David Lee Roth Explains How He Escaped From The Cops Chasing Him, ‘Don’t Tell Me There Ain’t No Jesus’

Van Halen’s former frontman David Lee Roth recently posted a comic series on his Twitter account and told the story of how he almost got into trouble while cycling on the street that he and the Van Halen brothers grew up in and described how Jesus helped him escape.

As you know, since the outbreak of COVID-19, Diamond Dave has been working on his talents as a visual artist and he has been posting some of his work on his Twitter account. His artworks have been highly appreciated by his fans who encouraged Roth to launch his first visual and audio story ‘The Roth Project‘ in late 2020.

Although most of the sketches’ themes focus on the pandemic, politics, and popular culture, he sometimes enjoys telling some personal stories through his artwork. With his recent sketches, DLR told the story of how he escaped a series of traps, including police officers, while cycling in the neighborhood that he grew up in.

Even though they didn’t meet each other when they were kids, Diamond Dave and the Van Halen brothers actually all grew up in Pasadena, California. The Van Halens moved there in 1962 from the Netherlands and Roth’s family moved there just a year later, in 1963 from Massachusetts.

One day when he was cycling in the neighborhood, Roth first got cornered by a guy with a ‘the weekend’ haircut who pushed a stereo on his way. While trying to escape that trap, Roth started getting chased by two guys running out of their cars, soon accompanied by two others who turned out to be police officers.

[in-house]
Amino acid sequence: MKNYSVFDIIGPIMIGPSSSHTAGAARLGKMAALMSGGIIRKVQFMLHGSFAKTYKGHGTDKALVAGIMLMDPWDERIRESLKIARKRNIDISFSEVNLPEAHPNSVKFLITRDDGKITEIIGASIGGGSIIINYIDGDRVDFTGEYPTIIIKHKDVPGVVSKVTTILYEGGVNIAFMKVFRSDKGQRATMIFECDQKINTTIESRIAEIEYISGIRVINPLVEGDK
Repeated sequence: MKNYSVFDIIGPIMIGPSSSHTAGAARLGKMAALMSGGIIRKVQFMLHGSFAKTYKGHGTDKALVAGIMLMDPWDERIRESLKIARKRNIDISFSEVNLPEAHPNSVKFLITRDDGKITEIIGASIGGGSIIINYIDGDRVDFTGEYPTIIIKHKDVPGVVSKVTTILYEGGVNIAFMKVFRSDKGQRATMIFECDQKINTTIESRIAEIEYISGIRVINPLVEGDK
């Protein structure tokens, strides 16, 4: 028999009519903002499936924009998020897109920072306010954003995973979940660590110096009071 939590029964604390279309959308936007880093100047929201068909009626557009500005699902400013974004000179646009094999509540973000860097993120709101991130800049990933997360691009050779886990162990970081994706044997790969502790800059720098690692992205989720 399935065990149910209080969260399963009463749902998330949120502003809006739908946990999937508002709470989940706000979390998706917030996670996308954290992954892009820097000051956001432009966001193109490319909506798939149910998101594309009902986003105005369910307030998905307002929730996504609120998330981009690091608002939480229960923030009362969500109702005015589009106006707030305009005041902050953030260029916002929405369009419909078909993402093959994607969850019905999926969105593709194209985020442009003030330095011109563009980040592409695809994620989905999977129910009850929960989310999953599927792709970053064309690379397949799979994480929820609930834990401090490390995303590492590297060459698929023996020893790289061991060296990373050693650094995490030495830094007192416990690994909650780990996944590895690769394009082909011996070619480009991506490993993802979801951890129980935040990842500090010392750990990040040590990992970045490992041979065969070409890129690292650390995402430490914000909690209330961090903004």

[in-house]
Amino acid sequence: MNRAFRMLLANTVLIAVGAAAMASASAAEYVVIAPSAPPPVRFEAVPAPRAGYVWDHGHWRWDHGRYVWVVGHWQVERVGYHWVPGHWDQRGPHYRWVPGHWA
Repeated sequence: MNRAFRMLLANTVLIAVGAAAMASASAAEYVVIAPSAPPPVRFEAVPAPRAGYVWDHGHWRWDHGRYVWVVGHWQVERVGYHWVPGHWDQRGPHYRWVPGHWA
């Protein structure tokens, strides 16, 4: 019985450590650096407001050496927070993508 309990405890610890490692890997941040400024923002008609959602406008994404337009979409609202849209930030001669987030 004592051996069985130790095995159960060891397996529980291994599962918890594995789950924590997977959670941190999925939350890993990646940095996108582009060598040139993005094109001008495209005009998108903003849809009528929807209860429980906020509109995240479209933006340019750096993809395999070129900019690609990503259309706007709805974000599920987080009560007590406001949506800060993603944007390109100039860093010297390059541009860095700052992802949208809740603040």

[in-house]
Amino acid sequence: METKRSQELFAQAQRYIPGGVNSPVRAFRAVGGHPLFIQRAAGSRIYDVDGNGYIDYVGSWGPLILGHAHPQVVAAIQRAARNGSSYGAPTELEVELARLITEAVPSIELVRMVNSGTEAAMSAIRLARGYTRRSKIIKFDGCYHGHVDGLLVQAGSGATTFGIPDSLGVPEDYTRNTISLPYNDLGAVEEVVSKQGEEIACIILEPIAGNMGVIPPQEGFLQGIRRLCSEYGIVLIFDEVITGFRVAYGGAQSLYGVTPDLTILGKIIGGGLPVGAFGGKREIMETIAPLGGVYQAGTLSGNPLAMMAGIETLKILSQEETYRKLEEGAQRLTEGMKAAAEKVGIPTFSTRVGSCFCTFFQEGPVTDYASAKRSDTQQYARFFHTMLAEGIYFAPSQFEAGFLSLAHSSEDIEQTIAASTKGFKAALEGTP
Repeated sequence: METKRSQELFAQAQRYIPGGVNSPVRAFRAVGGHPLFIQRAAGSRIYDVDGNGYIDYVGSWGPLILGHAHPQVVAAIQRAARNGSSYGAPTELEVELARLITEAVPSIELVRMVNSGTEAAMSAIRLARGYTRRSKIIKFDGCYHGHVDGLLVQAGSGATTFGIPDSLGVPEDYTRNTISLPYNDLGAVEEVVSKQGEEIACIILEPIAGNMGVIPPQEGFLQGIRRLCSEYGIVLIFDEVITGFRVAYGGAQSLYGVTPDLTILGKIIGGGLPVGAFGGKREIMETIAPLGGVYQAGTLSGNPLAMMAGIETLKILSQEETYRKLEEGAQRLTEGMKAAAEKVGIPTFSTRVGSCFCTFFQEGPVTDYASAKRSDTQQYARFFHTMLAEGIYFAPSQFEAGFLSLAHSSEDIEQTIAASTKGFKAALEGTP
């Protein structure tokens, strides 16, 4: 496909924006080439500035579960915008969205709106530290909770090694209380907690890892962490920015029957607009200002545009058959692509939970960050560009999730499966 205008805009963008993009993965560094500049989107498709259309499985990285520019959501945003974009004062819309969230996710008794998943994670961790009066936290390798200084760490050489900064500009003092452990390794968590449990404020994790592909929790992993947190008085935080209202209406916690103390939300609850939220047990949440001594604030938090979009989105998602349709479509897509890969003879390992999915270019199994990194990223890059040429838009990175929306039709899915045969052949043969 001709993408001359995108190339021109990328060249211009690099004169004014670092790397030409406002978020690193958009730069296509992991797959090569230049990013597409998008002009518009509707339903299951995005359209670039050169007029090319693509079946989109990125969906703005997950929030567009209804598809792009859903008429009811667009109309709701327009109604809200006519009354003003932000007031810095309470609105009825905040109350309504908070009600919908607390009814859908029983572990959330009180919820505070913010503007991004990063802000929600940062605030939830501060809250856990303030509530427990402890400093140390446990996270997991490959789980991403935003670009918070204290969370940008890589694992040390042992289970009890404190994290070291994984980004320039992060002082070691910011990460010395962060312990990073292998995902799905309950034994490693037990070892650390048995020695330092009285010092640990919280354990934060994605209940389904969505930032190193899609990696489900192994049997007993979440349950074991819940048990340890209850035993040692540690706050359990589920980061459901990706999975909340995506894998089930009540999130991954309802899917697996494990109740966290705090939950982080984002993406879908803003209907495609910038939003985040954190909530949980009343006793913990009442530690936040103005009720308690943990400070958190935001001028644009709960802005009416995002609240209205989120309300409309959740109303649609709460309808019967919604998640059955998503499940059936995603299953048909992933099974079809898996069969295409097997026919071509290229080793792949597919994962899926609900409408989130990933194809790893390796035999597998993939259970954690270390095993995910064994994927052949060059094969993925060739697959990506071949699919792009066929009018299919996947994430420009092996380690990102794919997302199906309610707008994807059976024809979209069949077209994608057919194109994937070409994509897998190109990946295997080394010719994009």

Just when he was about to escape them all as he spotted ‘the only out,’ Diamond Dave got blocked by a guy walking his dog on a leash. However, he managed to find a small opening, for which he thanked Jesus, and successfully escaped them all. This story was highly enjoyed by Roth’s fans, who once again praised their favorite rockstar for his great talent.

Here’s the story Roth told in his recent artwork:

“I knew something was wrong right away. He had a ‘the weekend’ haircut (one of the best haircuts ever), and a beat-box. North of Orange Grove where the Van Halens and I grew up, the folks would recognize both. Just like I did. But there are two Pasadenas. There are no beat-boxes or ‘weekend haircuts’ in Singer Park. He makes eye contact – talks into his phone – turns – and pushes the stereo into the center of the sidewalk, blocking my bicycle. Drops down into basketball stance… I jink right; hard and say ‘Holy shit.'”

He kept on narrating:

“He goes for it. He tackles right, I jink left. Trick or treat… Two guys explode out of the parked car, running at me. Pissed off and not a sound. I jink right, harder. Now I’m going back this way. Two more guys out of a second car; sunglasses, baseball hats, 3-day face, one had gloves, gloves with wrist straps. Hauling ass. No. ‘Freeze,’ ‘police,’ ‘stop or well shoot.’ I would have stopped.”

This is the ending of Diamond Dave’s story:

“Even better. Guy with dog steps from behind three walks dog across the sidewalk. Dog sits, the guy steps back and pulls the leash tight blocking the only ‘out.’ I am completely, totally mentef–k. Don’t tell me there ain’t no Jesus! Just enough room, off the curb and rite into a freeway off-ramp. I stay up, I don’t get hit. I remember the horns, the dog bark.”

You can check out the tweets below.